Building and scaling a startup is really similar to running a marathon
When a startup is in its growth phase, it undergoes various organisational growing pains. The company will undergo a structural shift — significant numbers of new employees, new departments and a changing collegial culture.
As the size of the team grows, maintaining effective and open communication with all employees as well as the integrity of the culture will be pivotal to the scaling process.
Importance of organisational culture
Culture is an essential part of a company’s talent value proposition for hiring the best people.
Especially in the early stages, where startups can’t compete on pay, a strong organisational culture helps develop a solid foundation and has a tendency to self-replicate as the company scales.
Amy Edmondson explains that hiring the right talent is not enough. To unleash individual and collective talent, leaders must foster a psychologically safe climate and open culture where employees feel free to contribute ideas and communicate.
2017’s Gallup poll found that only three in 10 employees strongly agree with the statement that their opinions count at work.
Gallup calculated that by “moving the ratio to six in 10 employees, organisations could realize a 27 per cent reduction in turnover, a 40 per cent reduction in safety incidents, and a 12 per cent increase in productivity.”
To grow without losing their culture, companies need to foster and nurture it from day one and across the entire employee journey.
Organizations should invest in onboarding programs and follow up to ensure that new hires are familiar with the core values.
Building and maintaining a strong corporate culture is not an easy task.
Leaders should lead by example and inspire company culture through their own behaviour. Over-communication and role-modelling are essential to encourage an open feedback culture.
By giving employees a voice and encouraging them to speak up, organisations can run regular checks on performance and culture fit.
Collecting, analysing and acting on employee lifecycle data will empower leaders and HR with actionable insights to steer the company through the dramatic changes that will happen as it grows and scales.
Employee lifecycle analytics
Employees in startups are usually the company’s most valuable and costly asset.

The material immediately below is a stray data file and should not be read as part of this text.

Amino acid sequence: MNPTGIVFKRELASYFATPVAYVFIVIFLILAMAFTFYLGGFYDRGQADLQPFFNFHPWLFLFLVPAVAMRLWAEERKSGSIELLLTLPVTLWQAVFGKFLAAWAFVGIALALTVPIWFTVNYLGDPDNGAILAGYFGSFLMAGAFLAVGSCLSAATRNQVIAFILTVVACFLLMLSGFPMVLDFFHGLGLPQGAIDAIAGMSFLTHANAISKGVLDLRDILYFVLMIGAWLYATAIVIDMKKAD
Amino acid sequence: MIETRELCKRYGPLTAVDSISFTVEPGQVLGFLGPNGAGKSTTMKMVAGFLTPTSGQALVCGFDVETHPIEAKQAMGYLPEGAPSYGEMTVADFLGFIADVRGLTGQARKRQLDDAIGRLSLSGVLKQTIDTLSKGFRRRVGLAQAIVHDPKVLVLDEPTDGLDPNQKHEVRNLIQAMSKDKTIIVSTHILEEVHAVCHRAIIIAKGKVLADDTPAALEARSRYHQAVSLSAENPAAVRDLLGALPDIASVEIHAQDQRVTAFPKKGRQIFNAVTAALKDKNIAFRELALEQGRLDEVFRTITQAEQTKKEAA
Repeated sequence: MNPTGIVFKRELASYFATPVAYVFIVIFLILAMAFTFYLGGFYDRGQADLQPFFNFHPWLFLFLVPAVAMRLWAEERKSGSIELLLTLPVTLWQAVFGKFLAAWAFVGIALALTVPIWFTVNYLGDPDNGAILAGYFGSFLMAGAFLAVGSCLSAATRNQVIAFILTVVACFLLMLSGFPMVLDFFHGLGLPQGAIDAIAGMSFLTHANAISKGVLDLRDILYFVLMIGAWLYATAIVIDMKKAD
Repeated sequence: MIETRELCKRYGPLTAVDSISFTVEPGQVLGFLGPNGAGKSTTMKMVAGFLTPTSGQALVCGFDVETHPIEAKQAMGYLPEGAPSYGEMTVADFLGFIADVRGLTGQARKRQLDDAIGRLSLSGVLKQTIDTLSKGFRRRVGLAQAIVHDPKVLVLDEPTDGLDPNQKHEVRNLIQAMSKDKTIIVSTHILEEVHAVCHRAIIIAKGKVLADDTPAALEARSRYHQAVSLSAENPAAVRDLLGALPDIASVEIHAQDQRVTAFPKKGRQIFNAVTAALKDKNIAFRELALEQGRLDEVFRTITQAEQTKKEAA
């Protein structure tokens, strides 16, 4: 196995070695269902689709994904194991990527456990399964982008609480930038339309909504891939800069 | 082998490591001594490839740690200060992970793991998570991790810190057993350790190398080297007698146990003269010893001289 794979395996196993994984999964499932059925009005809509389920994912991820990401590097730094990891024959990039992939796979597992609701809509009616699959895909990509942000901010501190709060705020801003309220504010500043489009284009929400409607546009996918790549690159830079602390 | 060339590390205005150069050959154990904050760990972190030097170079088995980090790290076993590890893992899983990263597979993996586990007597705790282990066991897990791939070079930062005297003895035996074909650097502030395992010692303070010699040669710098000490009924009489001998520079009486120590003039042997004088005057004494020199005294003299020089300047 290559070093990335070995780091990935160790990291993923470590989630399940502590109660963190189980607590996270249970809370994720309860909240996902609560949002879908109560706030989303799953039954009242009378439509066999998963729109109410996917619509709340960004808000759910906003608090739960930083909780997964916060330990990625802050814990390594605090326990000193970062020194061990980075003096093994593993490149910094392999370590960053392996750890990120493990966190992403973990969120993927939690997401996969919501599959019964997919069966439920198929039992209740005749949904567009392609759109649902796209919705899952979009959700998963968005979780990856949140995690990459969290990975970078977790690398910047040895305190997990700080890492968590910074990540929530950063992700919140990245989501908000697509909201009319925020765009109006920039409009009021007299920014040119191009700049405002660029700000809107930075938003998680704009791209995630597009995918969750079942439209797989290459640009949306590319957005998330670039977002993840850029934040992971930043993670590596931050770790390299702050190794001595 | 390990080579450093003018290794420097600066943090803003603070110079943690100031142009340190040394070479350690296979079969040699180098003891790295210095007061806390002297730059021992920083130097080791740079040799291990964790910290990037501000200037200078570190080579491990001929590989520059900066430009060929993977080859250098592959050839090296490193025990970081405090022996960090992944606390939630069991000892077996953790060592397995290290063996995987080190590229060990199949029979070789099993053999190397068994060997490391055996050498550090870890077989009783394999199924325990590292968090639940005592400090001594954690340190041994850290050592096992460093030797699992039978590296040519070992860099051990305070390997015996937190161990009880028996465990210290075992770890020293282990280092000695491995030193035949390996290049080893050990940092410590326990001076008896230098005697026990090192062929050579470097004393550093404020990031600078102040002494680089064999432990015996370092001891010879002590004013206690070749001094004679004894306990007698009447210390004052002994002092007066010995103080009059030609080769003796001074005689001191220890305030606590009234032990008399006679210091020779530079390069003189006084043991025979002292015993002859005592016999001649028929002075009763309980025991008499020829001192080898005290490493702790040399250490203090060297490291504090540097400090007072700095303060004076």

Replacing an existing employee with a new one tends to cost about three times the salary of the one first hired — excluding the time spent rehiring and retraining if you don’t get it right the first time.
In 2019, the movement to create personalized employee experiences is gathering significant momentum.
The changing nature of the workforce now has employees expecting a new kind of relationship with and to their work. Employees in startups may migrate from job to job rapidly in search of greater experience and job titles.
The point of highest leverage can then be optimised for a strong employee experience: 83 per cent of HR experts now believe that the employee experience is either important or very important.
The software available in 2019 can help to supercharge employee experience and sense of belonging. The ability to use the power of data to drive decision-support at the managerial level is higher than it has ever been.
In fact, Deloitte reports that People Data was the top human capital trend globally.
Equipping founders and managers to move away from a one-size-fits-all approach to a one-size-fits-one approach would improve the quality of “moments of truth” for employees.
Critical points of transition in their time with the company like onboarding, taking on greater responsibility, and possibly even relocation.
Using people analytics at a granular level can empower leaders to take the greatest possible contribution toward the goals and activities that matter.
Software like EngageRocket can be easily implemented and is a simpler way to enable organisations to track the pulse of employee sentiment across their lifecycle. It enables talents who struggle to speak up to have a safe and confidential way to voice their opinion and make a difference to their own engagement.
On the other side, HR can get actionable insights from analytics and take immediate action to overcome potential pains.
To finish and eventually win the marathon, startups need to do the right thing, in the right way, at the right time. Making informed decisions based on descriptive and prescriptive analytics allows leaders to make good choices, save time and maximise output.
Scaling is hard, talents expect better experiences and opportunities to learn within the company.
Research shows that companies with engaged employees perform 202 per cent better than those with disengaged teams.
To grow effectively, startups need to attract, engage and maximize the time talent spend with the organisation.
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